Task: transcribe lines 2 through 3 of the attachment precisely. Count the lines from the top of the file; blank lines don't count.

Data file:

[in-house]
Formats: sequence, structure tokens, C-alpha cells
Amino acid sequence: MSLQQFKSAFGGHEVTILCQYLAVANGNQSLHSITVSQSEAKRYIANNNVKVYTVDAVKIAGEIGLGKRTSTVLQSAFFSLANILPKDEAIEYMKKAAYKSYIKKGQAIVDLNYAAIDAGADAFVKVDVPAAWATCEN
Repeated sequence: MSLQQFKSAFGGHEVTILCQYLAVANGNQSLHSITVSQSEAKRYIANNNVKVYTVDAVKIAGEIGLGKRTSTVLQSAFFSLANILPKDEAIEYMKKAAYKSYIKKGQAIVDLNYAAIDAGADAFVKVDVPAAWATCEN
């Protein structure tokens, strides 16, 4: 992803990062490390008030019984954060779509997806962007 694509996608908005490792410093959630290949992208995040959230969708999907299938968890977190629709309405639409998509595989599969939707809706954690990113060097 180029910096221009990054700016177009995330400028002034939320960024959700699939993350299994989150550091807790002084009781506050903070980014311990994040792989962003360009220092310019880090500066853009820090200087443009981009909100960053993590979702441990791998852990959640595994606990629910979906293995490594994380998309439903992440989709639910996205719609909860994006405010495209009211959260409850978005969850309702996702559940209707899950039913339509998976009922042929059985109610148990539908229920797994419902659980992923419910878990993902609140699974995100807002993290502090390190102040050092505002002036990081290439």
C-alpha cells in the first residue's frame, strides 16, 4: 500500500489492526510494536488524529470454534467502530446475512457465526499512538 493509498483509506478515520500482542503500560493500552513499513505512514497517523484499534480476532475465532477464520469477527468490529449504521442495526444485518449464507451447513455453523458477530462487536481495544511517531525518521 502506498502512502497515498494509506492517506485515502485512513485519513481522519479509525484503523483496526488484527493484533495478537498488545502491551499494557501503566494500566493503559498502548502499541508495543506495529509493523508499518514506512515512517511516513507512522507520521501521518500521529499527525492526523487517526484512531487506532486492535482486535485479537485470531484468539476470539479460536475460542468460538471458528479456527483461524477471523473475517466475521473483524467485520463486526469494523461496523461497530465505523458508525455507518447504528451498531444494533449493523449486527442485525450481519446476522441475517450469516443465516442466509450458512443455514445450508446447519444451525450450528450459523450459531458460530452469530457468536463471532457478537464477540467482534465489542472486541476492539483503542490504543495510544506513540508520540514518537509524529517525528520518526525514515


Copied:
Formats: sequence, structure tokens, C-alpha cells
Amino acid sequence: MSLQQFKSAFGGHEVTILCQYLAVANGNQSLHSITVSQSEAKRYIANNNVKVYTVDAVKIAGEIGLGKRTSTVLQSAFFSLANILPKDEAIEYMKKAAYKSYIKKGQAIVDLNYAAIDAGADAFVKVDVPAAWATCEN